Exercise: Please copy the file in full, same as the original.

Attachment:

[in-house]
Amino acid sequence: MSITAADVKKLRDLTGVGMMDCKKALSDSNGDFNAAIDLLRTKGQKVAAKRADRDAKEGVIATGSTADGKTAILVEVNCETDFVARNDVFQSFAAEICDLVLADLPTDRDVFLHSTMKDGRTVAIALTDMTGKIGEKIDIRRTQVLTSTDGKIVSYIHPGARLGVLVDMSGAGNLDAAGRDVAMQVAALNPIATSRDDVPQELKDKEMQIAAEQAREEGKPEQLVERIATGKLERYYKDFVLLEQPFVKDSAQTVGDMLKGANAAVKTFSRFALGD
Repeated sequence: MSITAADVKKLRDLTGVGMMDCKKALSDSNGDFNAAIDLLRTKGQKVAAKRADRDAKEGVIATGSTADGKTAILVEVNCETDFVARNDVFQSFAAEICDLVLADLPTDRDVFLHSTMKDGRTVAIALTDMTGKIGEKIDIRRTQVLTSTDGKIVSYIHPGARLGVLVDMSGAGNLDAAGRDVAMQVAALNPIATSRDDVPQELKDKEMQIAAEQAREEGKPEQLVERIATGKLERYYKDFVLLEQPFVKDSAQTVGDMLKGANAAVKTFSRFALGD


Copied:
[in-house]
Amino acid sequence: MSITAADVKKLRDLTGVGMMDCKKALSDSNGDFNAAIDLLRTKGQKVAAKRADRDAKEGVIATGSTADGKTAILVEVNCETDFVARNDVFQSFAAEICDLVLADLPTDRDVFLHSTMKDGRTVAIALTDMTGKIGEKIDIRRTQVLTSTDGKIVSYIHPGARLGVLVDMSGAGNLDAAGRDVAMQVAALNPIATSRDDVPQELKDKEMQIAAEQAREEGKPEQLVERIATGKLERYYKDFVLLEQPFVKDSAQTVGDMLKGANAAVKTFSRFALGD
Repeated sequence: MSITAADVKKLRDLTGVGMMDCKKALSDSNGDFNAAIDLLRTKGQKVAAKRADRDAKEGVIATGSTADGKTAILVEVNCETDFVARNDVFQSFAAEICDLVLADLPTDRDVFLHSTMKDGRTVAIALTDMTGKIGEKIDIRRTQVLTSTDGKIVSYIHPGARLGVLVDMSGAGNLDAAGRDVAMQVAALNPIATSRDDVPQELKDKEMQIAAEQAREEGKPEQLVERIATGKLERYYKDFVLLEQPFVKDSAQTVGDMLKGANAAVKTFSRFALGD